When the father of the family decides to join in the prince's act of mercy, we read on to see the knight does change. He serves the family, begins to respect them, mourns his action toward the maiden, and actually grows to love her and the daughter who is borne, keeping all of these beyond his time of sentenced servitude. The Power of Mercy is that it can restore balance and therefore be True Justice.

    Consider what it would mean if the knight had died. The scar of being raped would still linger on the maiden. The knight would have died as a fallen knight. The family would have a daughter who was a result of rape and no father. Through the prince, father, and also the maiden's acts of mercy, the evils were corrected one by one, replaced with virtue. The knight previously had no respect for the maiden and now did. The knight wronged the people he was supposed to protect and serve willingly and now he does. The knight committed an act of selfishness but now properly loves the maiden. The daughter, who would have been borne without a father, now has a father who loves her. The knight who had dishonored himself now had earned true honor.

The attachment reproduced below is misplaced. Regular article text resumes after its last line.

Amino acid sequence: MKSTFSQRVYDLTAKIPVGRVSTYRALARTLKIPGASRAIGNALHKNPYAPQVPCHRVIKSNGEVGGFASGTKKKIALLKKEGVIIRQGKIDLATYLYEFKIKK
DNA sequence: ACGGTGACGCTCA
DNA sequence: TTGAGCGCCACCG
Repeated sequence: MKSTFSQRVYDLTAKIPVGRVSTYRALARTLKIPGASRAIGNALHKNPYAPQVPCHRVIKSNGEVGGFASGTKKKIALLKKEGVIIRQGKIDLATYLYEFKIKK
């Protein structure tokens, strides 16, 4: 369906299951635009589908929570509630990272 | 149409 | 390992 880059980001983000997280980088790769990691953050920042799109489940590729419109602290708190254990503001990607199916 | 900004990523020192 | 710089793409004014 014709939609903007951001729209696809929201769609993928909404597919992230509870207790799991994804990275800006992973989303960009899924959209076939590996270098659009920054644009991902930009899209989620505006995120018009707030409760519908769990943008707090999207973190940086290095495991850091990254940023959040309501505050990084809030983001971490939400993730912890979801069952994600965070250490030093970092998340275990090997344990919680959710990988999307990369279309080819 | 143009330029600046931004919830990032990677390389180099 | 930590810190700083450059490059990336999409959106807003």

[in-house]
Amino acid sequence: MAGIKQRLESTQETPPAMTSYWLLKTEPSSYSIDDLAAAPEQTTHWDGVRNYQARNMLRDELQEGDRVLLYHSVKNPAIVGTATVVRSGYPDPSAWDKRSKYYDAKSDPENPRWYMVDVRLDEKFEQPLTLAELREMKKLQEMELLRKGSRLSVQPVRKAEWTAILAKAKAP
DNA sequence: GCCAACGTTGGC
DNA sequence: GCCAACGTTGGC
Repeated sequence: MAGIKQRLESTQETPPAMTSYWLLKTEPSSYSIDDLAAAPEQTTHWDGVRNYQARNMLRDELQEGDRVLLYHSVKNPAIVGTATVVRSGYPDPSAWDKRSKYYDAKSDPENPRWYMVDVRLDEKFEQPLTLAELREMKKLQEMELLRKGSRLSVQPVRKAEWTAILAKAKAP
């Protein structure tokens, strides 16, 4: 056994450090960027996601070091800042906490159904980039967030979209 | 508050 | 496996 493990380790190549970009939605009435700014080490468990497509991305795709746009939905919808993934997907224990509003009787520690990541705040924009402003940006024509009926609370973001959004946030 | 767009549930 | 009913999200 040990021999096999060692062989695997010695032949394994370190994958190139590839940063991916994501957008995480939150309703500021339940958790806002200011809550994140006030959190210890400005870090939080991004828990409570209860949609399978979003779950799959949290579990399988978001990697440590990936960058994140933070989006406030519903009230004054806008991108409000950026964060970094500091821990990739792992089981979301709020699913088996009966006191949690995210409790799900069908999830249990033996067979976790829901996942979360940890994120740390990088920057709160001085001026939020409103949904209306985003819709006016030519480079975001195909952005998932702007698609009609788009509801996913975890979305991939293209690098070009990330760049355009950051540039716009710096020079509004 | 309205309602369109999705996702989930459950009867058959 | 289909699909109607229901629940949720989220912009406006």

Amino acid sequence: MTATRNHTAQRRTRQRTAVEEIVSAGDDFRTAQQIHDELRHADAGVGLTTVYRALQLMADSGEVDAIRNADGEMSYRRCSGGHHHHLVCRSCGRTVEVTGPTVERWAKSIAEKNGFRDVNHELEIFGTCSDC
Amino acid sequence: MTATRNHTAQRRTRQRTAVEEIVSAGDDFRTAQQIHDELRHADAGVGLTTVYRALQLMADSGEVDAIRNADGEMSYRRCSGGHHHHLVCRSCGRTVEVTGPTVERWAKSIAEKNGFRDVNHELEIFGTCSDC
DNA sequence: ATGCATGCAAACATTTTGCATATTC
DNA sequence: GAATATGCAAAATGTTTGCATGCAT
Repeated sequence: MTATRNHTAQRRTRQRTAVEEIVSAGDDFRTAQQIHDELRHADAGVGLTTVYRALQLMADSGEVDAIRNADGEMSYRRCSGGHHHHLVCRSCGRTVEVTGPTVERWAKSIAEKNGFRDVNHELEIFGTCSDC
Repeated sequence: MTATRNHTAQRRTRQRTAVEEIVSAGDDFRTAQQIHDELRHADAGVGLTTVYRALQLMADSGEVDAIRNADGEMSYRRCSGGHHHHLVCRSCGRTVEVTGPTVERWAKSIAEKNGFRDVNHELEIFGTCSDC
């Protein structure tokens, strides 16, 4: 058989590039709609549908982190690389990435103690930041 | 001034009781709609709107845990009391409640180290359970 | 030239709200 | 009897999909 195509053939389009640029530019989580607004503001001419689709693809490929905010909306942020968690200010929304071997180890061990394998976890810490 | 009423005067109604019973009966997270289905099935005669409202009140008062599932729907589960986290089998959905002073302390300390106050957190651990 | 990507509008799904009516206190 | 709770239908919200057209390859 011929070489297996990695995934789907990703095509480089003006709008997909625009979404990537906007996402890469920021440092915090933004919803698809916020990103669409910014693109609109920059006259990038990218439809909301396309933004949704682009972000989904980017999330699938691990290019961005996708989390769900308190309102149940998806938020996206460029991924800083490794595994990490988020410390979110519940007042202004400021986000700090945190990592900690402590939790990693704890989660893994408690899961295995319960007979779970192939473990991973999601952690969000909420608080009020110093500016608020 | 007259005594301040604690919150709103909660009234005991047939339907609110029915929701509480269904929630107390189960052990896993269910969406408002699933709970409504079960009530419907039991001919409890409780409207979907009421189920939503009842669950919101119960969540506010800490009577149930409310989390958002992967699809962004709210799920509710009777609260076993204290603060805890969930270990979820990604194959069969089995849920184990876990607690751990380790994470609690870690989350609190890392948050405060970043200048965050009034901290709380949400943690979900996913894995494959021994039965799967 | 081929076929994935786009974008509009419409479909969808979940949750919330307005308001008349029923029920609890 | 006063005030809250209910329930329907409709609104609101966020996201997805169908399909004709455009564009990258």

As I mentioned before in my essay about Equality, Justice is the true honorable desire and is described as "Scales of Justice" in which we want balance. The Death Penalty was certainly the acceptable law in the case, but the true fulfillment of the law was servitude. Without Mercy, there would still be an imbalance, but through Mercy, there is balance and perfection. This is what we need in our lives and this is why Justice and Mercy go together.

With Love,
N. D. Moharo